Is 5G Much Faster than 4G? How Does it Work?

5G is going to be the next telecom revolution where everything from cars to other household appliances will be connected to the web. For this, it will require an incredible amount of speed along with efficiency. That’s where the upcoming 5G network will shine in comparison to the traditional 4G and the 3G networks available now.

Gartner predicts that around 20.8 billion devices will be connected to the web by 2020. If we compare this to our current situation, there are around 6.4 billion connected devices. In our previous post, we talked about the 5G (G for generation) wireless network and how it paves the path for the future IOT (Internet of Things). In this post, we will be talking about the speed of the 5G network and how much it is faster than the current best 4G network available now.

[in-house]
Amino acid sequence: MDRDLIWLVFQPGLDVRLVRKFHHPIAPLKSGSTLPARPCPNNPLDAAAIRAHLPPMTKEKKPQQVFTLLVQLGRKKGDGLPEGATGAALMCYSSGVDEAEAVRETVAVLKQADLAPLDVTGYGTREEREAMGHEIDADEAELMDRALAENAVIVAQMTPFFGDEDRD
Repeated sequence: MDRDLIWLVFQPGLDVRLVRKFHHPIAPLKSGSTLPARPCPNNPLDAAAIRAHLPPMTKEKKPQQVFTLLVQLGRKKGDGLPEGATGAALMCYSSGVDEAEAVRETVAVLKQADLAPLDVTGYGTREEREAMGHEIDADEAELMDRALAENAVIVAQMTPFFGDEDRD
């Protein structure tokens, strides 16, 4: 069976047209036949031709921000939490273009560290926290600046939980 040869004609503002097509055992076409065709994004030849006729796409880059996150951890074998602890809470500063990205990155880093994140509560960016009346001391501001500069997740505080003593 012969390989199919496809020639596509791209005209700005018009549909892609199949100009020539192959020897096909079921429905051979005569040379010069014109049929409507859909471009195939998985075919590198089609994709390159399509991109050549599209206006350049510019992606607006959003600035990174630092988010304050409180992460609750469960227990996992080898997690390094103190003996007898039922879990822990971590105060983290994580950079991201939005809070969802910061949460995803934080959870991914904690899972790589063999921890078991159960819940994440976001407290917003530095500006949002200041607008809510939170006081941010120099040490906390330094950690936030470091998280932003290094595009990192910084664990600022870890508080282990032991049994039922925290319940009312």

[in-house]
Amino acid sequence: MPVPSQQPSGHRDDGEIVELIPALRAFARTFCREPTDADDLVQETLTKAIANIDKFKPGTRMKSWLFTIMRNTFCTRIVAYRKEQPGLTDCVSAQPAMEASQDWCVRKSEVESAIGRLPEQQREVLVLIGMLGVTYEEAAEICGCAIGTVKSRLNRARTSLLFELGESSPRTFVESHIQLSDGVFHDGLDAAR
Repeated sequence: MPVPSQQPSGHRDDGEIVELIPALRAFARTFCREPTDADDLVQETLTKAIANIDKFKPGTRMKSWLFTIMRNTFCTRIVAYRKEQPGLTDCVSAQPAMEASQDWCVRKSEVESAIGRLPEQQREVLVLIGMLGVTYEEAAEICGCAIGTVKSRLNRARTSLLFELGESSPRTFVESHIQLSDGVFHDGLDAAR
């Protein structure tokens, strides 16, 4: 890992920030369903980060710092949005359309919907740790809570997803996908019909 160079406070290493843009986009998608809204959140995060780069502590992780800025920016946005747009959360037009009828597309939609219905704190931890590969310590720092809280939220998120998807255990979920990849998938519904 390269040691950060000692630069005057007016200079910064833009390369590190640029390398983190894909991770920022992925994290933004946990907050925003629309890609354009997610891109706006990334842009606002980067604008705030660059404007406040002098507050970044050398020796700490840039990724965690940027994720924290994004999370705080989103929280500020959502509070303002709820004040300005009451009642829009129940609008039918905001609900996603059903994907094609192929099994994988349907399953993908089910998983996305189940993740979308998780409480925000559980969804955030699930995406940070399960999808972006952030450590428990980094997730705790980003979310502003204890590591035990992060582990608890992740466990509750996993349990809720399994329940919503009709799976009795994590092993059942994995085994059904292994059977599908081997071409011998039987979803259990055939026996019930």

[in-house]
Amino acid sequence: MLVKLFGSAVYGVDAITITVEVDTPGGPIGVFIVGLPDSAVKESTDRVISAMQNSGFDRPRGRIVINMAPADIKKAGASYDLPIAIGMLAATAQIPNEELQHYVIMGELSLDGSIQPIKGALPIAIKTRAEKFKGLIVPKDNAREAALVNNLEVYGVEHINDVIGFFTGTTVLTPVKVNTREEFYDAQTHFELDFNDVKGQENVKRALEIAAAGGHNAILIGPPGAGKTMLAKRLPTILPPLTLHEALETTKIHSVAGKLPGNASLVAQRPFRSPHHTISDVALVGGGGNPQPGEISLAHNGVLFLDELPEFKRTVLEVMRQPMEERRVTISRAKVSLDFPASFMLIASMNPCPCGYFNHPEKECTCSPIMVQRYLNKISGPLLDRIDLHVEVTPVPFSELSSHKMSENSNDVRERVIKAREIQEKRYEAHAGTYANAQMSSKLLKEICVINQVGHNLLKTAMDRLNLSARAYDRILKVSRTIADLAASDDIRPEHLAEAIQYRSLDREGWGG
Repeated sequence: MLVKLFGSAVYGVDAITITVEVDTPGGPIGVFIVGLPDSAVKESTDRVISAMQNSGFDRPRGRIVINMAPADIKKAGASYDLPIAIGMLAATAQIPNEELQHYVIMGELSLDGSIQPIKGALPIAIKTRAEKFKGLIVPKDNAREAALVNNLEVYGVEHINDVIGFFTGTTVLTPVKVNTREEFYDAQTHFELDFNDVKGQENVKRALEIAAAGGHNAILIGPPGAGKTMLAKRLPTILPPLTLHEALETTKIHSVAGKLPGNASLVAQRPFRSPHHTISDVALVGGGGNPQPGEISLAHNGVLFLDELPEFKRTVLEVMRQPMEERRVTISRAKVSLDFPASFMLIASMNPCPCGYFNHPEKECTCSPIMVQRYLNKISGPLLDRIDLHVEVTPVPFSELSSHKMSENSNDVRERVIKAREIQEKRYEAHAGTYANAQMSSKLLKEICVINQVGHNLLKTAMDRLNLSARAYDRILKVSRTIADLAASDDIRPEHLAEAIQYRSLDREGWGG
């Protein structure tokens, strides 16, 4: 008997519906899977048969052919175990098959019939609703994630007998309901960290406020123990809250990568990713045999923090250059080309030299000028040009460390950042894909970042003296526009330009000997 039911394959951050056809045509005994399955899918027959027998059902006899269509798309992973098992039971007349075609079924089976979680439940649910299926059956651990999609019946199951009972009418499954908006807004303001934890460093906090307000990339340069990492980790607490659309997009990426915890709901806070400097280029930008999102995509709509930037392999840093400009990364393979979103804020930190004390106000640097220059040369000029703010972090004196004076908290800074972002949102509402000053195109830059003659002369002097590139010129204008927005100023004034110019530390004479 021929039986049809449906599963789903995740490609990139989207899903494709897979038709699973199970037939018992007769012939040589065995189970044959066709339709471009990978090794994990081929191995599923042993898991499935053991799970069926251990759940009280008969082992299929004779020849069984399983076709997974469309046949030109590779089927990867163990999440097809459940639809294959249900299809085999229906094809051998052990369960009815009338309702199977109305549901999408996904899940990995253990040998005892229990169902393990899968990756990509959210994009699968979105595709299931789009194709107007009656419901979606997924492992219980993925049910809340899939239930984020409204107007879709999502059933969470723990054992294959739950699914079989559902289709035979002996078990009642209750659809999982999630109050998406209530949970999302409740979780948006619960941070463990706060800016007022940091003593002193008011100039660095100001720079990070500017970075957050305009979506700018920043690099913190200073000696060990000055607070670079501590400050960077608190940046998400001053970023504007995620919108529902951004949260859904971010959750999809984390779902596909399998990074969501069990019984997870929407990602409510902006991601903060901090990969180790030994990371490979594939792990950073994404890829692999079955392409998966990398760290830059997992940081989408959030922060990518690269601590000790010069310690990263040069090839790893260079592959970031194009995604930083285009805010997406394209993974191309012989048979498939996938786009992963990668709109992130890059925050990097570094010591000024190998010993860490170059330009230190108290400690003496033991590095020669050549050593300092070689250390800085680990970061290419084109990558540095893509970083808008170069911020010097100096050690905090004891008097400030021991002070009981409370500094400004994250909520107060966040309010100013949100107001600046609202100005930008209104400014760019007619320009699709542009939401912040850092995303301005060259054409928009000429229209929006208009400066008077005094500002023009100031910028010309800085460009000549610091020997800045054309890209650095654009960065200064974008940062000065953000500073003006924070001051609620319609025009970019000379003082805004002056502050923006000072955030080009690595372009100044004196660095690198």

5g faster

Photo Credit: ReviewGeek

With the advent of 4G networks, people can now browse the web, make calls and also download and upload large files without worrying about data usage. 4G networks were widely adopted and became more traditional than wireless networks like WiMax and LTE, though there are not many differences between them. 5G networks will be built on the same foundation of 4G networks. Except that there will much more devices and people will be able to download and upload 3D and ultra HD videos much faster.

5G is Much Faster than 4G

Now our current 4G networks top speed about 1 Gbps per second which means it takes around one hour to download a good HD movie.(Note that the speeds fluctuate due to trees, buildings, radiation etc.). 5G networks will deliver download speeds up to 10 Gbps per second which means the same file will be downloaded in some minutes. So it will be saving a huge amount of battery power.

How Does it Work?

Usually, when a new network arrives, it is assigned to a higher frequency. 4G occupies the frequency band to 20 MHz so that the 5G networks will be assigned to frequency bands up to 6 GHz. It is done because these frequencies are not in use and hence deliver the much better result. Now the problem is higher frequencies don’t travel as far as the lower ones, so multiple input and output (MIMOs) will likely be used to boost the signal strength.


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